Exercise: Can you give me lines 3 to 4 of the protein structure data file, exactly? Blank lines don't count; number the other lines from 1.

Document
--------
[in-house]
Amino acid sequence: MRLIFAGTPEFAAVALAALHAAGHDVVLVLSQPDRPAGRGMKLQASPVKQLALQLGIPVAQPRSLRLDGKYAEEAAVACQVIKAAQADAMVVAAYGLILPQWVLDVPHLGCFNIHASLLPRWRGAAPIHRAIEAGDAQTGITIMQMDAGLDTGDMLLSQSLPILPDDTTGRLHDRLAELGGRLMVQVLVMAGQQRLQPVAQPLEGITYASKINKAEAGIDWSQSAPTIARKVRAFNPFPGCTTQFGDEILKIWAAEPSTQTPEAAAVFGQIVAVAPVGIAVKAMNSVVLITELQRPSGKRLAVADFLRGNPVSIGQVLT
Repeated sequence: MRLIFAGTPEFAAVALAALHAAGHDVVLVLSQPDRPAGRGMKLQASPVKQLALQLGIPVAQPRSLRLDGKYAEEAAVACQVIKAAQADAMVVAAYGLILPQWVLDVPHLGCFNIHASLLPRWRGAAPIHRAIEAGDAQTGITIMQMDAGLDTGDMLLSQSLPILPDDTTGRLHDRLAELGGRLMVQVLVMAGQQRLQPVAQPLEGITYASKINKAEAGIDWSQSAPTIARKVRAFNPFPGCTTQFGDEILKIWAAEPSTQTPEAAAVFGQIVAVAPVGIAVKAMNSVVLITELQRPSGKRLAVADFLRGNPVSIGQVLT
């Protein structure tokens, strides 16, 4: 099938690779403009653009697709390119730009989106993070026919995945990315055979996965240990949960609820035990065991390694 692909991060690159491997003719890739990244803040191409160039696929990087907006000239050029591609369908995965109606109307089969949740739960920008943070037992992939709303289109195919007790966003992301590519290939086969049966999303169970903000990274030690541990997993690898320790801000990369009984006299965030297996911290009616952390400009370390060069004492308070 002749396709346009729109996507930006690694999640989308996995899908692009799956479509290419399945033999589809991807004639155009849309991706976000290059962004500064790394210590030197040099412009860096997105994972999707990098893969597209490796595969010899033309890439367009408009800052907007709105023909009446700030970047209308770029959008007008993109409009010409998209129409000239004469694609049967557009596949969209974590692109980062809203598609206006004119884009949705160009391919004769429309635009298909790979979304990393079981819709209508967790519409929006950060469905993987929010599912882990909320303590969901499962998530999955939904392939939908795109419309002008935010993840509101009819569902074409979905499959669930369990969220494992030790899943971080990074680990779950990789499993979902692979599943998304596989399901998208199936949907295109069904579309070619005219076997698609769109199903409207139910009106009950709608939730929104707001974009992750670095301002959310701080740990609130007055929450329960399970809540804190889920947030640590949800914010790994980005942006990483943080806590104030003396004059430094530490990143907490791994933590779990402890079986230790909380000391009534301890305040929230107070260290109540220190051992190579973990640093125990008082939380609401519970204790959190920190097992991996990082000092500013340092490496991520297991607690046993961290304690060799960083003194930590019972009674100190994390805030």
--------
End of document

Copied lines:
Repeated sequence: MRLIFAGTPEFAAVALAALHAAGHDVVLVLSQPDRPAGRGMKLQASPVKQLALQLGIPVAQPRSLRLDGKYAEEAAVACQVIKAAQADAMVVAAYGLILPQWVLDVPHLGCFNIHASLLPRWRGAAPIHRAIEAGDAQTGITIMQMDAGLDTGDMLLSQSLPILPDDTTGRLHDRLAELGGRLMVQVLVMAGQQRLQPVAQPLEGITYASKINKAEAGIDWSQSAPTIARKVRAFNPFPGCTTQFGDEILKIWAAEPSTQTPEAAAVFGQIVAVAPVGIAVKAMNSVVLITELQRPSGKRLAVADFLRGNPVSIGQVLT
């Protein structure tokens, strides 16, 4: 099938690779403009653009697709390119730009989106993070026919995945990315055979996965240990949960609820035990065991390694 692909991060690159491997003719890739990244803040191409160039696929990087907006000239050029591609369908995965109606109307089969949740739960920008943070037992992939709303289109195919007790966003992301590519290939086969049966999303169970903000990274030690541990997993690898320790801000990369009984006299965030297996911290009616952390400009370390060069004492308070 002749396709346009729109996507930006690694999640989308996995899908692009799956479509290419399945033999589809991807004639155009849309991706976000290059962004500064790394210590030197040099412009860096997105994972999707990098893969597209490796595969010899033309890439367009408009800052907007709105023909009446700030970047209308770029959008007008993109409009010409998209129409000239004469694609049967557009596949969209974590692109980062809203598609206006004119884009949705160009391919004769429309635009298909790979979304990393079981819709209508967790519409929006950060469905993987929010599912882990909320303590969901499962998530999955939904392939939908795109419309002008935010993840509101009819569902074409979905499959669930369990969220494992030790899943971080990074680990779950990789499993979902692979599943998304596989399901998208199936949907295109069904579309070619005219076997698609769109199903409207139910009106009950709608939730929104707001974009992750670095301002959310701080740990609130007055929450329960399970809540804190889920947030640590949800914010790994980005942006990483943080806590104030003396004059430094530490990143907490791994933590779990402890079986230790909380000391009534301890305040929230107070260290109540220190051992190579973990640093125990008082939380609401519970204790959190920190097992991996990082000092500013340092490496991520297991607690046993961290304690060799960083003194930590019972009674100190994390805030």